This was the debate led by the think-tank New Philanthropy Capital (NPC) and it’s a simple way of making sure that you’re doing the right thing, not just from a regulatory point of view, but from an ethical and brand perspective too.
Simply put, would you want to put your grandmother through the experience you offer?
#SupX Challenge: 4 Maintaining commitment – real-time reporting
"I’d like to regularly hear about what kind of things the charity are up to, projects that they’re dealing with and where the money is actually being spent."
There is nothing new about the concept of real-time reporting – we see it every day in our own lives; at work; in the media; in politics, yet when it comes to the supporter experience it’s much less evident. The over-reliance on an annual report produced months after the year end as the sole reporting tool for supporters is poor.
Reporting your impact, and communicating the difference you make, in real time will engage and bind supporters (new and old) to your cause. Supporters are quite rightly discerning consumers. Speeding up the communications process is paying dividends for charities . We expect next day delivery, instant responses and live reporting in many aspects of our lives – why not in the charities sector too?
#SupX Challenge: 5 Flexibility and control
"It would be good to have more flexibility. If I’m having a lean month and don’t have anything left over in the bank, it would be good to be able to skip a month of donating."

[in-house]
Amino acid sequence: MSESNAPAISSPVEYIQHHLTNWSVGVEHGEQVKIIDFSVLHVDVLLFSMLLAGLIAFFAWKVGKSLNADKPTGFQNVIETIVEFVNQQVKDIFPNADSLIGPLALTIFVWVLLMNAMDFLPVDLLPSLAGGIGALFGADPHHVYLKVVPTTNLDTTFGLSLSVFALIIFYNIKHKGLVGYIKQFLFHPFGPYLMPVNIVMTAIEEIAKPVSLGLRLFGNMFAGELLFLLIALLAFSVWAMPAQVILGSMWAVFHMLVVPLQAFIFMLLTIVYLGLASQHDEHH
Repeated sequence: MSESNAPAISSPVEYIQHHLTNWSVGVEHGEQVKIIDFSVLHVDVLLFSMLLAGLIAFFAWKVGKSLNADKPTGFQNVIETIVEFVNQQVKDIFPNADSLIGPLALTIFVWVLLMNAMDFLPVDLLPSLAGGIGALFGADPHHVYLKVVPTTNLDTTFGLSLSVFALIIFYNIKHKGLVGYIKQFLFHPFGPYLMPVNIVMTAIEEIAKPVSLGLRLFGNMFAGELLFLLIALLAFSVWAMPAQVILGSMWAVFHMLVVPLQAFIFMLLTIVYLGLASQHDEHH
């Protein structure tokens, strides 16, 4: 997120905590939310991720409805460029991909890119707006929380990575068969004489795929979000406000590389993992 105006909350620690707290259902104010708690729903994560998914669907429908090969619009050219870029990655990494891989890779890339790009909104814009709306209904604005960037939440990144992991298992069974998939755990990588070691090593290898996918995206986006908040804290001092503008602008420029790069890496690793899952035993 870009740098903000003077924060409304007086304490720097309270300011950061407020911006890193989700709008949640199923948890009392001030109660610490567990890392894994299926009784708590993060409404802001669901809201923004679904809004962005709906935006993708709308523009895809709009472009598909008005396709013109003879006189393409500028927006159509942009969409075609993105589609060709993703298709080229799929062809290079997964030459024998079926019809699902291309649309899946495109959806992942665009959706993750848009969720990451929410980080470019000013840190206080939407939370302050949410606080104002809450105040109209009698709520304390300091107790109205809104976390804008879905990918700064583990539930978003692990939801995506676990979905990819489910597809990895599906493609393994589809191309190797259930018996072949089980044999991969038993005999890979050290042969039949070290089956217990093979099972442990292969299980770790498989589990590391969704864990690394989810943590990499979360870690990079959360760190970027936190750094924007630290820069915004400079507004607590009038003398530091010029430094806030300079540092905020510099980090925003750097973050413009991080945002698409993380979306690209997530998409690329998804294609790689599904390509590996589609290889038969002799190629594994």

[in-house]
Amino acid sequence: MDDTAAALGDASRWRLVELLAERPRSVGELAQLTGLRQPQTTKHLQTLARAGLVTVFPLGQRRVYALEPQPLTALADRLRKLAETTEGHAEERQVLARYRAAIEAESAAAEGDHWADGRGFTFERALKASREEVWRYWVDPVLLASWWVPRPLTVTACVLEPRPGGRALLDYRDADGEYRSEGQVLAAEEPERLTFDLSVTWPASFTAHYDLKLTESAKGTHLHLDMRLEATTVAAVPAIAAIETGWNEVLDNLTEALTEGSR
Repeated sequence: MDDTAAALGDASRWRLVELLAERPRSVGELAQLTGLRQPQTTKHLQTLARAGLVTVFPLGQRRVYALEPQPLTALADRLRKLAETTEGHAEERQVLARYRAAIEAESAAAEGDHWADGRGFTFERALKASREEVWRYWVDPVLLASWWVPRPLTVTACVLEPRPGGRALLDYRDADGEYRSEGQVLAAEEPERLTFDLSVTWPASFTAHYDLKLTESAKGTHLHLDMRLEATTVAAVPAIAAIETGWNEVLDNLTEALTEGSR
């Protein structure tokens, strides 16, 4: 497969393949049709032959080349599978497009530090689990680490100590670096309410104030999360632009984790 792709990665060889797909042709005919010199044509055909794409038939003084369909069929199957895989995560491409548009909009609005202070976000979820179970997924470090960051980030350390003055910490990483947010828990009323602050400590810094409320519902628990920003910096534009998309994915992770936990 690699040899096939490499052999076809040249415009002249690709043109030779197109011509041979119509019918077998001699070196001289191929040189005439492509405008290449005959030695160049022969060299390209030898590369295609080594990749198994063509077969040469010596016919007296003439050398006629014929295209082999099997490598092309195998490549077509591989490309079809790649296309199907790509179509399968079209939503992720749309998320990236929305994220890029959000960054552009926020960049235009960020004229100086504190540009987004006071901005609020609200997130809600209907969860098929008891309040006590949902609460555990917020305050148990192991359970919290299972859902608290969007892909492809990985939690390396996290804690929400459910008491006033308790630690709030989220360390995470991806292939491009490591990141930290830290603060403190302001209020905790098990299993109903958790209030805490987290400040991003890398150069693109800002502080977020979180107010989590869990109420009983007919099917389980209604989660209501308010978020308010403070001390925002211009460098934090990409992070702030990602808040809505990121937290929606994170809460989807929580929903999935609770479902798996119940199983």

The launch of the My Oxfam app enables supporters to control the amount they wish to donate, hear quickly about new appeals and read the stories of how Oxfam is helping people directly. My Macmillan is a similar, successful approach to giving supporters more control over their engagement with the charity.
Whilst these initiatives give more control to supporters, they also provide more direct access for the charities and the opportunity to build open, transparent relationships.
Permission-led marketing is nothing new, not least because of legislation. Rather than the simple binary option of opting in or out, supporters want greater choice, more subtlety and increased control.
Charities that make things easier, transparent and more engaging will reap the rewards.
In summary – the importance of understanding your supporter experience
Supporter experience (or SupX as we like to call it) is going to be big in 2017. Every charity offers a unique experience but many do not have the detailed understanding and knowledge of their supporters to enable them to embrace and improve their SupX.
Supporter feedback should have no filters. Positive feedback is great to hear but often the more interesting and valuable learning is to be gained from looking beneath the surface and listening to the less satisfied.
Alterline can support you with effective initiatives to ensure that your supporters have a greater voice in strategic decision-making during what looks to be an uncertain, but exciting, 2017.
For more information about the ways Alterline can support you to understand and improve your supporter experience, please contact Nina Copping at firstname.lastname@example.org or on 0161 605 0862.